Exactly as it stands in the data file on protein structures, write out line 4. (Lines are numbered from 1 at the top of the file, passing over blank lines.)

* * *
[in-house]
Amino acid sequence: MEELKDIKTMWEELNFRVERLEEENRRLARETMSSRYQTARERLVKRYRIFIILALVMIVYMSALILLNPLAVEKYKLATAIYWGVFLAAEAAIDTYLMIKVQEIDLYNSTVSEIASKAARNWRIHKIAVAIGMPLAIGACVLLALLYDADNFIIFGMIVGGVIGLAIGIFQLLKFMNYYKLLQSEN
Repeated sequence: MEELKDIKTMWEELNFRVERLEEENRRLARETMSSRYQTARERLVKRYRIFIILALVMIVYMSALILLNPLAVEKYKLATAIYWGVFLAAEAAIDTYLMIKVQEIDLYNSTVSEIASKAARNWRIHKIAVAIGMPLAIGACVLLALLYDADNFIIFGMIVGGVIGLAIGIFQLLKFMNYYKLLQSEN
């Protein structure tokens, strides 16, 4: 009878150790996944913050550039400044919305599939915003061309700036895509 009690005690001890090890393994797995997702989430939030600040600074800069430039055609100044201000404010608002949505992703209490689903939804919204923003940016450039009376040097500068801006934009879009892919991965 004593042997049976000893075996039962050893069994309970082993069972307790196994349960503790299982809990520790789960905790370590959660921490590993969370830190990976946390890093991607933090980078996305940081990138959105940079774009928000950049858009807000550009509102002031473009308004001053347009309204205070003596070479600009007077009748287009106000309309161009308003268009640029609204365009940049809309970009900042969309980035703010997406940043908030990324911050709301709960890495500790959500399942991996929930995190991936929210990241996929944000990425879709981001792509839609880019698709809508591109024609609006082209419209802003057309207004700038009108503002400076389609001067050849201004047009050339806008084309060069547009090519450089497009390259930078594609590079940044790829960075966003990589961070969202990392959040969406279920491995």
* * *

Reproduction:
């Protein structure tokens, strides 16, 4: 009878150790996944913050550039400044919305599939915003061309700036895509 009690005690001890090890393994797995997702989430939030600040600074800069430039055609100044201000404010608002949505992703209490689903939804919204923003940016450039009376040097500068801006934009879009892919991965 004593042997049976000893075996039962050893069994309970082993069972307790196994349960503790299982809990520790789960905790370590959660921490590993969370830190990976946390890093991607933090980078996305940081990138959105940079774009928000950049858009807000550009509102002031473009308004001053347009309204205070003596070479600009007077009748287009106000309309161009308003268009640029609204365009940049809309970009900042969309980035703010997406940043908030990324911050709301709960890495500790959500399942991996929930995190991936929210990241996929944000990425879709981001792509839609880019698709809508591109024609609006082209419209802003057309207004700038009108503002400076389609001067050849201004047009050339806008084309060069547009090519450089497009390259930078594609590079940044790829960075966003990589961070969202990392959040969406279920491995």